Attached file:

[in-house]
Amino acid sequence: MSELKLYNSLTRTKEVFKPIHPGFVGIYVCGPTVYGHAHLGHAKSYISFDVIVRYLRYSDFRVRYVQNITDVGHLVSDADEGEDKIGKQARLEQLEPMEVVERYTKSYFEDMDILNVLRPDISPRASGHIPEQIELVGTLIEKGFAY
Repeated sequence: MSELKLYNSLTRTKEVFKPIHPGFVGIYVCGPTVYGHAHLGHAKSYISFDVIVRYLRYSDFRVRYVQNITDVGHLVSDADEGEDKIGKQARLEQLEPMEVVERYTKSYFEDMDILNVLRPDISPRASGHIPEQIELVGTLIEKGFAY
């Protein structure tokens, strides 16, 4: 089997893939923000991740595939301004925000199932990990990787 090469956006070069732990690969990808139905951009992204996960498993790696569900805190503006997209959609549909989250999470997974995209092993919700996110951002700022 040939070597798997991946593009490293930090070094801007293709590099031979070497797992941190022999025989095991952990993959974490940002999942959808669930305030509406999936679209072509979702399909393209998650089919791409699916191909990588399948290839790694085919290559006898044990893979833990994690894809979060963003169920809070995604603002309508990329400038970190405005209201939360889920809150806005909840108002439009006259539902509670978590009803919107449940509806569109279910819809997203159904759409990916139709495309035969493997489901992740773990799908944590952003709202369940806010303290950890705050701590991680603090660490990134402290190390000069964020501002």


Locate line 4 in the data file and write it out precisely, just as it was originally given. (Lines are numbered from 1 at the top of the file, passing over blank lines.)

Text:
């Protein structure tokens, strides 16, 4: 089997893939923000991740595939301004925000199932990990990787 090469956006070069732990690969990808139905951009992204996960498993790696569900805190503006997209959609549909989250999470997974995209092993919700996110951002700022 040939070597798997991946593009490293930090070094801007293709590099031979070497797992941190022999025989095991952990993959974490940002999942959808669930305030509406999936679209072509979702399909393209998650089919791409699916191909990588399948290839790694085919290559006898044990893979833990994690894809979060963003169920809070995604603002309508990329400038970190405005209201939360889920809150806005909840108002439009006259539902509670978590009803919107449940509806569109279910819809997203159904759409990916139709495309035969493997489901992740773990799908944590952003709202369940806010303290950890705050701590991680603090660490990134402290190390000069964020501002």